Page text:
Their solution to meeting the challenge, apparently, was to include almost any kind of activity that had something to do with health and also some kind of link to the rest of the world. While this certainly produces some impressive numbers, it appears to include many activities that seem to have little to do with helping the world’s poorest people.
Another example of this broadening of the meaning of “global health” is a blue-ribbon, invitation-only event held every year in Seattle called the Pacific Health Summit. Billed as a global health conference dedicated to using science and technology for the betterment of the world, it has been mostly focused on expanding biomedical innovations in upper- and middle-income Asian nations.
In short, it’s about selling American biomedical technology and expertise overseas. That’s fine, insofar as it goes, but the biggest problems in global health are among people who live on maybe a dollar or two a day.
They won’t be buying too many of our new drugs, DNA testing kits or imaging technologies any time soon. Part of the problem here is the language of health care. American health care is euphemistically vague (physicians “treat” you and “practice” medicine) and it is also focused on sort of a “techno-fix” approach to problems. Got something? Take a pill.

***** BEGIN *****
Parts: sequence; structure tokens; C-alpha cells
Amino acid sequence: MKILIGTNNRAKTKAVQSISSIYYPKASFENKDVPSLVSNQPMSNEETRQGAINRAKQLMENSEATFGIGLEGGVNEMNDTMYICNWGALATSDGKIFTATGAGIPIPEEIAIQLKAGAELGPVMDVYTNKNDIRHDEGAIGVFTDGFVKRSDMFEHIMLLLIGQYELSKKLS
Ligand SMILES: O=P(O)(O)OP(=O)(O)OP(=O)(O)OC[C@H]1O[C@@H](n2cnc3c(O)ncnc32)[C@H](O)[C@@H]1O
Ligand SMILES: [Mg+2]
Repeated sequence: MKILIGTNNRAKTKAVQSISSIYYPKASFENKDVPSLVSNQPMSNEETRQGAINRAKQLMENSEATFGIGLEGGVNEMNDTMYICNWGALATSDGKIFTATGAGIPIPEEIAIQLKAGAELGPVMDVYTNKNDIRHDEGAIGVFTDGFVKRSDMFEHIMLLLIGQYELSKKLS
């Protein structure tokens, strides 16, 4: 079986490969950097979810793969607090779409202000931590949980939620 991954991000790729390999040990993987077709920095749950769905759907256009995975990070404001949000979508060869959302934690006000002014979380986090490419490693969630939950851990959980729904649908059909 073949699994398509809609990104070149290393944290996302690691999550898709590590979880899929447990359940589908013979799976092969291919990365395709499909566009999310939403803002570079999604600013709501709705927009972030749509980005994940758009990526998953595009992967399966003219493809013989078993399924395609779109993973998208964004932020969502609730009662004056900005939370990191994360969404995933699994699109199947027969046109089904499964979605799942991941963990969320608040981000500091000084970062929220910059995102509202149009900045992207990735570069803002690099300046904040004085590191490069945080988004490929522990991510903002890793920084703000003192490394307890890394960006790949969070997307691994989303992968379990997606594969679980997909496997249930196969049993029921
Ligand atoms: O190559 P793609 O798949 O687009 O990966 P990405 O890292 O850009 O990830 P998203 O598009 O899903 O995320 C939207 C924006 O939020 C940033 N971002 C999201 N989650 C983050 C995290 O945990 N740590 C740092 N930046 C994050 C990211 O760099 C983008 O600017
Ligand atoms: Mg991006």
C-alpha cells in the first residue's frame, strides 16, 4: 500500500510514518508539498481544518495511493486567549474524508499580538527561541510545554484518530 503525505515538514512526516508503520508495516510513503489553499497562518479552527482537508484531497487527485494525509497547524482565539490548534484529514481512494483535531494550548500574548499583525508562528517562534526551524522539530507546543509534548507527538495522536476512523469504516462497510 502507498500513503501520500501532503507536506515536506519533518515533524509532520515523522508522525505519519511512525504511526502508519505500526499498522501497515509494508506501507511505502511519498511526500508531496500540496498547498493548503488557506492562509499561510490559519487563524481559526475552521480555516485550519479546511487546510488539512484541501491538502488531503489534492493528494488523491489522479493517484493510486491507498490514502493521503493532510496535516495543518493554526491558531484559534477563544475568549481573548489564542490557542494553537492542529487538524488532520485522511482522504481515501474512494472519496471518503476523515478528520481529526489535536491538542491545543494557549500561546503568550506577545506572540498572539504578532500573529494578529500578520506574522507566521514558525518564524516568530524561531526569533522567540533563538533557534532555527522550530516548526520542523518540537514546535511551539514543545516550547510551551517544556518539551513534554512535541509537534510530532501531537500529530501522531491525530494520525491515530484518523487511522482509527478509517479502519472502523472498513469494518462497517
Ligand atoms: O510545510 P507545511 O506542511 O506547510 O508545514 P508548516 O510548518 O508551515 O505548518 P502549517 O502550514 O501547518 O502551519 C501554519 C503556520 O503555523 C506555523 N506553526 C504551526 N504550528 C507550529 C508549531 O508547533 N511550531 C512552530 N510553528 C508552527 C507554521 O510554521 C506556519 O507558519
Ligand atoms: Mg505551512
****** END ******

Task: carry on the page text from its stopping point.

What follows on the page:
Many of the problems in global health can, in fact, be solved by new, innovative technologies. An effective malaria vaccine would be an incredible achievement. But such technological solutions need to be pursued in a proper context, taking into account at every step what is really needed by the poorest of the poor.